Role Utility aircraft
National origin Soviet Union
Manufacturer Yakovlev
First flight 1944[1]
Number built 40+
Developed from Yakovlev AIR-6

The Yakovlev Yak-10 (Russian: Яковлев Як-10) was a Soviet light liaison aircraft designed and built by the Yakovlev design bureau in the 1940s.[1][2]

Design and development

In the late 1940s the Soviet forces had a need for a light liaison aircraft that was smaller than the Antonov An-2.[2] The company derived two four-seat aircraft with wooden wings and metal fuselages, from the earlier AIR-6.[1] The Yak-10, a high-wing strut-braced monoplane with fixed landing gear and the Yak-13 a low-wing cantilever monoplane with a manually retractable landing gear.[2] Both aircraft were powered by a 145 hp M-11MF radial engine.[2] After tests in 1945, the Yak-10 was awarded a production contract for 40 aircraft, despite unimpressive performance.[2] The company built a number of different variants but soon produced an improved design, the Yak-12, which, although of similar layout, was not a derivative of the Yak-10.[2]

The Yak-10 only entered limited production before it was replaced by the superior Yakovlev Yak-12, and although the Yak-13 proved to be superior to the original Yak-10, production was not carried out.[1][2]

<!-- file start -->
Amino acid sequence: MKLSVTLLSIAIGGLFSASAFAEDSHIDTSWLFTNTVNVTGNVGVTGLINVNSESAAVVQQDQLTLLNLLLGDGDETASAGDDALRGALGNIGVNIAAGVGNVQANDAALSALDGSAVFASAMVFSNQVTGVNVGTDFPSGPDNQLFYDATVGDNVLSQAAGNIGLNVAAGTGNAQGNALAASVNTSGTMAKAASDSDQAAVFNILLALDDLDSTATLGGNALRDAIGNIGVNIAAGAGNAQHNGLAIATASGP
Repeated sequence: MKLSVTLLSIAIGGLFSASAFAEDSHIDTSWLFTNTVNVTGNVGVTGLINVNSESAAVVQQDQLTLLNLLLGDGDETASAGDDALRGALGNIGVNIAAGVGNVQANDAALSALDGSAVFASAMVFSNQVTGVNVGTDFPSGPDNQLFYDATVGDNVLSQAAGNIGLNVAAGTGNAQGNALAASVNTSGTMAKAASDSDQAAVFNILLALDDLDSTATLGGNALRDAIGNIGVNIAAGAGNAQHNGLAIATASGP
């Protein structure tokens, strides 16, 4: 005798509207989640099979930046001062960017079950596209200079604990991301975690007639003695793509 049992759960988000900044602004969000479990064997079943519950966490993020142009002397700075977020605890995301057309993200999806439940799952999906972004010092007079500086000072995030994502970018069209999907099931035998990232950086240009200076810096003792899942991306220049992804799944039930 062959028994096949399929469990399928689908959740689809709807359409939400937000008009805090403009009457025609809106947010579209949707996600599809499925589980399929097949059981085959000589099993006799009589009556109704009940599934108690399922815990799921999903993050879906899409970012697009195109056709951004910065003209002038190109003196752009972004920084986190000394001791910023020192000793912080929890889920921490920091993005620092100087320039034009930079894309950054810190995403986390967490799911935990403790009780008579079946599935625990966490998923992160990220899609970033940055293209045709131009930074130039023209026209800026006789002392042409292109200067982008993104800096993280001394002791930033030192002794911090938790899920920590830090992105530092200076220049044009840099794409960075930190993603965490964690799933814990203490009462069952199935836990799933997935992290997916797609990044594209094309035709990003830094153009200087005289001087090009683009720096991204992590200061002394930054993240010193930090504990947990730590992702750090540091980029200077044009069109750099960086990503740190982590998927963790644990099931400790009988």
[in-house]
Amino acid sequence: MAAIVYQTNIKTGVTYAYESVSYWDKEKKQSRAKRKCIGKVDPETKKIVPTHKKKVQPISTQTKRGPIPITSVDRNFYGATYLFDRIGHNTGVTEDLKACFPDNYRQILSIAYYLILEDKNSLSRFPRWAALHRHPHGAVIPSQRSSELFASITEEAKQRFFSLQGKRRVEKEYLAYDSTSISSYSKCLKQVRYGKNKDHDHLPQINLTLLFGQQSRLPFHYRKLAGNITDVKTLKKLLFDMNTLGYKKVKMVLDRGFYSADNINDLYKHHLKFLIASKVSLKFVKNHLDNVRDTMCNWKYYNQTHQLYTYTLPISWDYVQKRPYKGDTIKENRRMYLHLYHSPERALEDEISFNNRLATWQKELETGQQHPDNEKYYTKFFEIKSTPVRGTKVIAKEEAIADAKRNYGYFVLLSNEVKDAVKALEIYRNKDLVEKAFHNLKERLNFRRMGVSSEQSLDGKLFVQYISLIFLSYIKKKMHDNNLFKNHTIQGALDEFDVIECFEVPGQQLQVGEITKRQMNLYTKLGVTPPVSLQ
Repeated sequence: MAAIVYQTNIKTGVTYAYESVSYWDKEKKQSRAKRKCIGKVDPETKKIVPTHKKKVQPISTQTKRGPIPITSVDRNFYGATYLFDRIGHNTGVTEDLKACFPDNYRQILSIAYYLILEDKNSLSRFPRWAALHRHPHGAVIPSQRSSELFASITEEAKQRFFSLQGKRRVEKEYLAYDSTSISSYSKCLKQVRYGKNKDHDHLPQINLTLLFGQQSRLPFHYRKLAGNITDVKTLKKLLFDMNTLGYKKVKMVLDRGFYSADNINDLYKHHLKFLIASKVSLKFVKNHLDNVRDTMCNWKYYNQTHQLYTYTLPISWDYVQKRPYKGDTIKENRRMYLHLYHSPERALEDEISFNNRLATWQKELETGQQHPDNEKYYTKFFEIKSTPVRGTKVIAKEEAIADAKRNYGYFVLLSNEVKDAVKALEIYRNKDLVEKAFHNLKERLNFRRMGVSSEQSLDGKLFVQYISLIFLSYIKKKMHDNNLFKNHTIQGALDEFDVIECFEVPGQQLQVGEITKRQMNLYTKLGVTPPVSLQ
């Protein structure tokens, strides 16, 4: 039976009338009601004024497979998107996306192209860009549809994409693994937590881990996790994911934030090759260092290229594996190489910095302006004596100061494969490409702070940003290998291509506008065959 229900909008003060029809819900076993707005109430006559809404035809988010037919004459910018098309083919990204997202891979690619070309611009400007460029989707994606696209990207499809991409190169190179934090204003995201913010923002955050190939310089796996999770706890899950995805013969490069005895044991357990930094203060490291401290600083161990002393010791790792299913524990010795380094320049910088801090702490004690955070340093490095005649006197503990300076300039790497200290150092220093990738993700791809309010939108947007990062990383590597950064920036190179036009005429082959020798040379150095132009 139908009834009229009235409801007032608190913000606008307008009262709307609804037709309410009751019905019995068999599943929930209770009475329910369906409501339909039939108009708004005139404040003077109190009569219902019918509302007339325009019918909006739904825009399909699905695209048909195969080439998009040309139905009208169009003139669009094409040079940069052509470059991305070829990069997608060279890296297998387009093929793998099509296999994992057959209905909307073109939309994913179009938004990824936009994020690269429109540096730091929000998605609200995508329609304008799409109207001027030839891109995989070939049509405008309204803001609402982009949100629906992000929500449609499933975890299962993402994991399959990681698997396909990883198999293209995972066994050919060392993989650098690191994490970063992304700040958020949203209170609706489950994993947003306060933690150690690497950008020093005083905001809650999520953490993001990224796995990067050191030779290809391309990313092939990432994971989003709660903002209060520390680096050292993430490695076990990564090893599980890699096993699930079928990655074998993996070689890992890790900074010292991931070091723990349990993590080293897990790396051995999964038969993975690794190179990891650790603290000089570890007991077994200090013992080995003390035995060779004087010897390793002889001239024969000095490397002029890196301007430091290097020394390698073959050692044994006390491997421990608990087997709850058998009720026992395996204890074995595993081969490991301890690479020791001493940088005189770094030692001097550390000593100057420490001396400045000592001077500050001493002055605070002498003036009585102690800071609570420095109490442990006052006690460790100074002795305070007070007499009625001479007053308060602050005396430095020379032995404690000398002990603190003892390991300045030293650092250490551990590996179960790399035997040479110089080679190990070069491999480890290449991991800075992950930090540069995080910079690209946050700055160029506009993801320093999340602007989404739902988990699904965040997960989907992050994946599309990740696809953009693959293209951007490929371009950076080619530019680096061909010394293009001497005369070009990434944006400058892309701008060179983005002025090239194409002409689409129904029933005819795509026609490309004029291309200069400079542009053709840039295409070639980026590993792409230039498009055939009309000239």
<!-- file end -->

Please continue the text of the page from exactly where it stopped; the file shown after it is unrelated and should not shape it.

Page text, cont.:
Strut-braced high-wing monoplane powered by a Shvetsov M-11MF radial engine.[2]
Floatplane variant with twin floats.[2]
Ambulance variant with room for one stretcher.[2]
Dual control.[1]
Low-wing monoplane derivative, using an almost identical fuselage and Shvetsov M-11MF engine installation, with a cantilevered wooden low wing for direct comparison with the Yak-10. One built.[2][3]

Specifications (Yak-10)

Data from [1]The Osprey Encyclopaedia of Russian Aircraft 1875 – 1995

General characteristics


See also

Aircraft of comparable role, configuration, and era



  1. ^ a b c d e f Gunston 1995, pp. 468-469
  2. ^ a b c d e f g h i j k Vaclav 1986, p. 303
  3. ^ Gunston 1995, p. 472
  4. ^ 5.5 min to 1,000 m (3,300 ft)


  • Gunston, Bill (1995). The Osprey Encyclopedia of Russian Aircraft from 1875 - 1995. London: Osprey Aerospace. ISBN 1-85532-405-9.
  • Nemecek, Vaclav (1986). The History of Soviet Aircraft from 1918. London: Willow Books. ISBN 0-00-218033-2.